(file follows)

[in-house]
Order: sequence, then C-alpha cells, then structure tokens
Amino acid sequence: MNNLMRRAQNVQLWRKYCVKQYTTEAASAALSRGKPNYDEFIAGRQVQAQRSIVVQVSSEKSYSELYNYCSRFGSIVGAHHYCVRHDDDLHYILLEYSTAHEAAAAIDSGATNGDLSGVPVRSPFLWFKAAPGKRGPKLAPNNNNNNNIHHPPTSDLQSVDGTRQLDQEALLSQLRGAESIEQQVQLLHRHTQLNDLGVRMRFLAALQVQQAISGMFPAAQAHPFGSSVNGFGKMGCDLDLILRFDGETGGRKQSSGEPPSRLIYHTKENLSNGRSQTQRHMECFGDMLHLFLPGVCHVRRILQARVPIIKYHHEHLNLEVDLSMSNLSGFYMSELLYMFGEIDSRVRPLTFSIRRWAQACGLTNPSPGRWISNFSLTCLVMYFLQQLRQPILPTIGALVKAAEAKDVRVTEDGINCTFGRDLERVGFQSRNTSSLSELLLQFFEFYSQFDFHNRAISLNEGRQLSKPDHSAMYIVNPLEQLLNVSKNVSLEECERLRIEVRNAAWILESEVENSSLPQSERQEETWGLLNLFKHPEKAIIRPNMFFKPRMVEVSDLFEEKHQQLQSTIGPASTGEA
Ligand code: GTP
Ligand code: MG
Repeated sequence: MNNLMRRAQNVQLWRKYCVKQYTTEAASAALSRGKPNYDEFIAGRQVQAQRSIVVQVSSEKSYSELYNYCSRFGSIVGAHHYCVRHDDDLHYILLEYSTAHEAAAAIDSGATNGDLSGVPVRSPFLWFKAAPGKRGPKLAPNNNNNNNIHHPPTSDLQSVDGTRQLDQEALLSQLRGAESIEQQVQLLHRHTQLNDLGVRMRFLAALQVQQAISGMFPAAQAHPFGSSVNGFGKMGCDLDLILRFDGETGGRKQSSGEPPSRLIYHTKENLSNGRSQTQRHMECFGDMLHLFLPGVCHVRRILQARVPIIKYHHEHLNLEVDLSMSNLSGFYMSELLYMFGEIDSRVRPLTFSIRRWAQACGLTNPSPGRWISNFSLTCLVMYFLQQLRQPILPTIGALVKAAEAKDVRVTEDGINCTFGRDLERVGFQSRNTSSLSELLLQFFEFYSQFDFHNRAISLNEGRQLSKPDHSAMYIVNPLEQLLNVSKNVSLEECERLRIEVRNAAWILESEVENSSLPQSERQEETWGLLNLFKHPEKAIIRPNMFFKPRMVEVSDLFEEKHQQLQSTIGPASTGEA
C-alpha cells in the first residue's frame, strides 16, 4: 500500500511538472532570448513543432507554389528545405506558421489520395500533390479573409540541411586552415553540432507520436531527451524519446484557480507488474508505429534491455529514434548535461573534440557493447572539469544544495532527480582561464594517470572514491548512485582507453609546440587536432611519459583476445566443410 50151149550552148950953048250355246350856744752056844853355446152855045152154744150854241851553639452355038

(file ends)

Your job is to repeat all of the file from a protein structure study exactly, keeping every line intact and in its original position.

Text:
[in-house]
Order: sequence, then C-alpha cells, then structure tokens
Amino acid sequence: MNNLMRRAQNVQLWRKYCVKQYTTEAASAALSRGKPNYDEFIAGRQVQAQRSIVVQVSSEKSYSELYNYCSRFGSIVGAHHYCVRHDDDLHYILLEYSTAHEAAAAIDSGATNGDLSGVPVRSPFLWFKAAPGKRGPKLAPNNNNNNNIHHPPTSDLQSVDGTRQLDQEALLSQLRGAESIEQQVQLLHRHTQLNDLGVRMRFLAALQVQQAISGMFPAAQAHPFGSSVNGFGKMGCDLDLILRFDGETGGRKQSSGEPPSRLIYHTKENLSNGRSQTQRHMECFGDMLHLFLPGVCHVRRILQARVPIIKYHHEHLNLEVDLSMSNLSGFYMSELLYMFGEIDSRVRPLTFSIRRWAQACGLTNPSPGRWISNFSLTCLVMYFLQQLRQPILPTIGALVKAAEAKDVRVTEDGINCTFGRDLERVGFQSRNTSSLSELLLQFFEFYSQFDFHNRAISLNEGRQLSKPDHSAMYIVNPLEQLLNVSKNVSLEECERLRIEVRNAAWILESEVENSSLPQSERQEETWGLLNLFKHPEKAIIRPNMFFKPRMVEVSDLFEEKHQQLQSTIGPASTGEA
Ligand code: GTP
Ligand code: MG
Repeated sequence: MNNLMRRAQNVQLWRKYCVKQYTTEAASAALSRGKPNYDEFIAGRQVQAQRSIVVQVSSEKSYSELYNYCSRFGSIVGAHHYCVRHDDDLHYILLEYSTAHEAAAAIDSGATNGDLSGVPVRSPFLWFKAAPGKRGPKLAPNNNNNNNIHHPPTSDLQSVDGTRQLDQEALLSQLRGAESIEQQVQLLHRHTQLNDLGVRMRFLAALQVQQAISGMFPAAQAHPFGSSVNGFGKMGCDLDLILRFDGETGGRKQSSGEPPSRLIYHTKENLSNGRSQTQRHMECFGDMLHLFLPGVCHVRRILQARVPIIKYHHEHLNLEVDLSMSNLSGFYMSELLYMFGEIDSRVRPLTFSIRRWAQACGLTNPSPGRWISNFSLTCLVMYFLQQLRQPILPTIGALVKAAEAKDVRVTEDGINCTFGRDLERVGFQSRNTSSLSELLLQFFEFYSQFDFHNRAISLNEGRQLSKPDHSAMYIVNPLEQLLNVSKNVSLEECERLRIEVRNAAWILESEVENSSLPQSERQEETWGLLNLFKHPEKAIIRPNMFFKPRMVEVSDLFEEKHQQLQSTIGPASTGEA
C-alpha cells in the first residue's frame, strides 16, 4: 500500500511538472532570448513543432507554389528545405506558421489520395500533390479573409540541411586552415553540432507520436531527451524519446484557480507488474508505429534491455529514434548535461573534440557493447572539469544544495532527480582561464594517470572514491548512485582507453609546440587536432611519459583476445566443410 50151149550552148950953048250355246350856744752056844853355446152855045152154744150854241851553639452355038